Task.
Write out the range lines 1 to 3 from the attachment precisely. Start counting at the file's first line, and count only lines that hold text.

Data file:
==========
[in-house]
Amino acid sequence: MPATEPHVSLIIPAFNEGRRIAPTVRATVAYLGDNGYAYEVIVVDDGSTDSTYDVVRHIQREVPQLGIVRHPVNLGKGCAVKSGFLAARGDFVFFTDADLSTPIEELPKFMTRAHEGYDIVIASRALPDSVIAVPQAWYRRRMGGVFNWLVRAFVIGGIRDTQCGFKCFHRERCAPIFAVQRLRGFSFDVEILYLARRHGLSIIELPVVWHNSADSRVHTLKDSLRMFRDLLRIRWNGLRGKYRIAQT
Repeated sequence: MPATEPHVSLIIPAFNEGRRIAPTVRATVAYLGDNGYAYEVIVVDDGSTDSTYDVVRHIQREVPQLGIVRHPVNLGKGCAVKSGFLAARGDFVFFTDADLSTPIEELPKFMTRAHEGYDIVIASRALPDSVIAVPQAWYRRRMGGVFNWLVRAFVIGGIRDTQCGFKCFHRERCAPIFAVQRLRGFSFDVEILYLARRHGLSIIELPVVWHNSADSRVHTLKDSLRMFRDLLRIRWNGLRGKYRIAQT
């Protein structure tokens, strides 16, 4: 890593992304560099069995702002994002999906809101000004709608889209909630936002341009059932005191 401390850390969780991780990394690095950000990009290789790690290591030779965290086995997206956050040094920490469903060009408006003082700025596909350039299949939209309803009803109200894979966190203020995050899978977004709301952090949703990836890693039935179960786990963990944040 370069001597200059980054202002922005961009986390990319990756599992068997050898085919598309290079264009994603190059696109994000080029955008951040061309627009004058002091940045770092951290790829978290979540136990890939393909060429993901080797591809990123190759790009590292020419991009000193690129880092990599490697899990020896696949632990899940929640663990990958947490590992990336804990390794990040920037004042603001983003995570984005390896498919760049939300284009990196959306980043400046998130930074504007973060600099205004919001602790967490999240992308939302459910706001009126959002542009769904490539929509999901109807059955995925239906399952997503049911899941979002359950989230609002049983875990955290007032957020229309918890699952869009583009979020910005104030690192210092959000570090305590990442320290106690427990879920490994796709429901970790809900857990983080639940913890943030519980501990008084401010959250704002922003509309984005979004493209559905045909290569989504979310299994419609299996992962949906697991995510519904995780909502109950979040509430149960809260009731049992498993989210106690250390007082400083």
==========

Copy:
[in-house]
Amino acid sequence: MPATEPHVSLIIPAFNEGRRIAPTVRATVAYLGDNGYAYEVIVVDDGSTDSTYDVVRHIQREVPQLGIVRHPVNLGKGCAVKSGFLAARGDFVFFTDADLSTPIEELPKFMTRAHEGYDIVIASRALPDSVIAVPQAWYRRRMGGVFNWLVRAFVIGGIRDTQCGFKCFHRERCAPIFAVQRLRGFSFDVEILYLARRHGLSIIELPVVWHNSADSRVHTLKDSLRMFRDLLRIRWNGLRGKYRIAQT
Repeated sequence: MPATEPHVSLIIPAFNEGRRIAPTVRATVAYLGDNGYAYEVIVVDDGSTDSTYDVVRHIQREVPQLGIVRHPVNLGKGCAVKSGFLAARGDFVFFTDADLSTPIEELPKFMTRAHEGYDIVIASRALPDSVIAVPQAWYRRRMGGVFNWLVRAFVIGGIRDTQCGFKCFHRERCAPIFAVQRLRGFSFDVEILYLARRHGLSIIELPVVWHNSADSRVHTLKDSLRMFRDLLRIRWNGLRGKYRIAQT